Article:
Business Ethics: Nestle Milk Misleading with Melamine?

DURING the September of 2008, a huge scandal broke. The parents of a baby Chinese boy, whom had developed kidney stones after drinking milk powder manufactured in China, filed a lawsuit against Sanlu (biggest  producer of milk powder in China) for the damage to their son’s health (seeking a $22,000 compensation).

Baby checked for kidney stones in China (click any picture for source link)

The article by National Post, “More than 54,000 affected by China milk scandal,” reports of four infant deaths attributed to the chemical additive, not to mention more than a hundred with other serious conditions. The number climbed to an estimate of 300,000 victims and 13 infant deaths.

Milk powder is dumped in protest

In this ordeal, Nestle (Northeastern China manufacturer) was also found guilty of having minor levels of melamine in its milk powder products (source: Taiwan says melamine found in Nestle milk powders). So why would a such a big and renowned company insert harmful additives “traditionally used to create durable dishware and clear resins” into foods consumed by infants?

Apparently, there is more reason to boycott Nestle...?

Nestle’s contemptible reason was to falsify food quality checks of water-downed milk by  increase nutrient and protein levels with nitrogen-rich melamine.  Now let’s take a look at Nestle Canada’s vision:

Our vision is to be the leading nutrition, health and wellness company in Canada bringing Good Food, Good Life to Canadians throughout their lives.

Is this not a drastic and outrageous contrast? The companies abused the public’s trust in their brand name and have harmed tens of thousands of infants by limiting materials for the benefit of, well, conserving money alone… and they are still up and running.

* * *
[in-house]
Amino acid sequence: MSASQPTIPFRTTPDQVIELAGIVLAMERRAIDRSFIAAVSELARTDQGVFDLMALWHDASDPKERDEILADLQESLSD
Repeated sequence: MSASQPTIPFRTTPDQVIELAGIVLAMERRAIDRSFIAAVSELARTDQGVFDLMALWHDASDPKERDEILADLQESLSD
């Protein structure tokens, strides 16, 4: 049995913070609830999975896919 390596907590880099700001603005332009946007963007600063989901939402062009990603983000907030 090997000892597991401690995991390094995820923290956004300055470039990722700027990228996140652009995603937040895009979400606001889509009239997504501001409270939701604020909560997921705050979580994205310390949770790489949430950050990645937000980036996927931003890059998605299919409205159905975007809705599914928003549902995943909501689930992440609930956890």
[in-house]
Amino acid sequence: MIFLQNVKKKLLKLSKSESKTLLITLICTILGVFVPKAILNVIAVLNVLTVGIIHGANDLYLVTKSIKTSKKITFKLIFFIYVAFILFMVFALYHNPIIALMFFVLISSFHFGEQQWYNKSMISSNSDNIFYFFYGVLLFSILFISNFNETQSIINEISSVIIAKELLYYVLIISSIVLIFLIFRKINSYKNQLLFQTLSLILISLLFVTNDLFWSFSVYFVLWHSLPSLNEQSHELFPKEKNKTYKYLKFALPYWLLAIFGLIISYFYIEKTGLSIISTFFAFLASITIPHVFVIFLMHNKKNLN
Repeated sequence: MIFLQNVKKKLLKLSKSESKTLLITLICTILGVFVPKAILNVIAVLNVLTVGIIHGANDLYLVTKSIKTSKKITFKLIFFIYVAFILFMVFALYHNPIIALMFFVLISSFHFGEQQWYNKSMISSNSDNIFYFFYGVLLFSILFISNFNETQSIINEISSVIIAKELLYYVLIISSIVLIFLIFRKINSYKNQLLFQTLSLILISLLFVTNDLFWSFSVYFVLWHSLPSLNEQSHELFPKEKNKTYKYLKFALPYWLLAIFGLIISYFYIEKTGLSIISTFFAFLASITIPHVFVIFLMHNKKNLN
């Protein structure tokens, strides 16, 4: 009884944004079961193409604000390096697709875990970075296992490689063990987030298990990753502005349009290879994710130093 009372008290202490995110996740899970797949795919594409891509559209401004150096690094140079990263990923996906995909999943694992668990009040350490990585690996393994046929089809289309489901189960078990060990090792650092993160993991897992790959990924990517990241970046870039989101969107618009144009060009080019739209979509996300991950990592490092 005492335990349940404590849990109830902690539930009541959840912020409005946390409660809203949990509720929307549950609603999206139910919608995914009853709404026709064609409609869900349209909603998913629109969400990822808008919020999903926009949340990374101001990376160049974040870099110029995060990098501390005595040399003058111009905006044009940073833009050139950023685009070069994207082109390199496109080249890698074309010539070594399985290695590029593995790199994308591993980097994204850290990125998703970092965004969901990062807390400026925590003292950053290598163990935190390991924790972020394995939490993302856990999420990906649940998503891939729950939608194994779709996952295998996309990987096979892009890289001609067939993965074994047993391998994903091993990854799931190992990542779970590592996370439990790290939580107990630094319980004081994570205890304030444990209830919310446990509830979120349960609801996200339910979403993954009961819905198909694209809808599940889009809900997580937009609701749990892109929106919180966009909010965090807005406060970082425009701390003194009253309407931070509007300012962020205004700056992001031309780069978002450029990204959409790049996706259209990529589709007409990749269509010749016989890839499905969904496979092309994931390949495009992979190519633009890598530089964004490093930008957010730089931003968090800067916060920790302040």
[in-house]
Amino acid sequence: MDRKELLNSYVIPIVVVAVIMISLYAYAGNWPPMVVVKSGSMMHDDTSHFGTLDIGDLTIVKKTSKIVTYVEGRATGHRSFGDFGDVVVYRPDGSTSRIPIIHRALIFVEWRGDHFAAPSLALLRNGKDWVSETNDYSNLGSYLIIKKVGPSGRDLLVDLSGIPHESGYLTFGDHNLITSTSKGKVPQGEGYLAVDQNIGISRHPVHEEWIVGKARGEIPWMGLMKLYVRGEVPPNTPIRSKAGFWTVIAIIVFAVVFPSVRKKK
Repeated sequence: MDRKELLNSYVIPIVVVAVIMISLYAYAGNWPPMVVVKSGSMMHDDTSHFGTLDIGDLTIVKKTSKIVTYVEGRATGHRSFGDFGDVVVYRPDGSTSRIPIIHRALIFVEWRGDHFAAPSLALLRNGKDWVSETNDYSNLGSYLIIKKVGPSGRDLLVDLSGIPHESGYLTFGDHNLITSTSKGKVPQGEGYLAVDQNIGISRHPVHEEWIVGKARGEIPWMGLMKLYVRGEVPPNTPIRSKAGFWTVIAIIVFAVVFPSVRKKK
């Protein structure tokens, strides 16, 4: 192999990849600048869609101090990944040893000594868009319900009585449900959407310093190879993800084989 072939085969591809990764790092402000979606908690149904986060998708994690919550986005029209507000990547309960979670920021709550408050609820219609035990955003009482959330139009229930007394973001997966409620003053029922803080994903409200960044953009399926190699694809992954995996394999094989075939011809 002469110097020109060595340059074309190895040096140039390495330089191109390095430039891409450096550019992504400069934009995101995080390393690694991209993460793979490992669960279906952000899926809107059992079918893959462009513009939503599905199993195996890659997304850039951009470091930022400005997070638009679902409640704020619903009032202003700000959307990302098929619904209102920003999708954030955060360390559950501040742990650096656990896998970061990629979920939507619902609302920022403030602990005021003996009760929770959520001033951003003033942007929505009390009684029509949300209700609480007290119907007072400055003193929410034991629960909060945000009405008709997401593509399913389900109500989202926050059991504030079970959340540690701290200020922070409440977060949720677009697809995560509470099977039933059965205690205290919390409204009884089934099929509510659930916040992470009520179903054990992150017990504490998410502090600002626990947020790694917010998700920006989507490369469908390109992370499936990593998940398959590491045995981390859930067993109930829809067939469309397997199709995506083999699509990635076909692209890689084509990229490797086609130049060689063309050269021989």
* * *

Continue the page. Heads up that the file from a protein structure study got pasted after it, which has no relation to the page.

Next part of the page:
About Valerie Song

CEO & Co-Founder at AVA Smart Garden | Entrepreneur trained by #1 CPGs.

16. September 2010 by Valerie Song
Categories: Business Ethics | 1 comment

One Comment

  1. Although these actions are truly despicable, I think one needs to take caution when judging an entire corporation. Nestle, as you know, is a multinational company, and the actions of one manager of a single division of the company may not necessarily reflect the company’s attitude as a whole. Although I do agree that this action will decrease the public’s confidence in the company, one must also remember the good things, such as the tens of thousands of jobs and hundreds of helpful products, that this company provides.

    What Nestle needs to do is trace back the origin of this decision, fire the people responsible and make sure audits are in place so that this type of action does not happen again. Employees need to constantly monitor not only their own personal integrity, but the integrity of their peers and superiors. People should not be afraid to whistleblow on their own corporation if their superiors are doing something very wrong. I think thats the important take away from this article.

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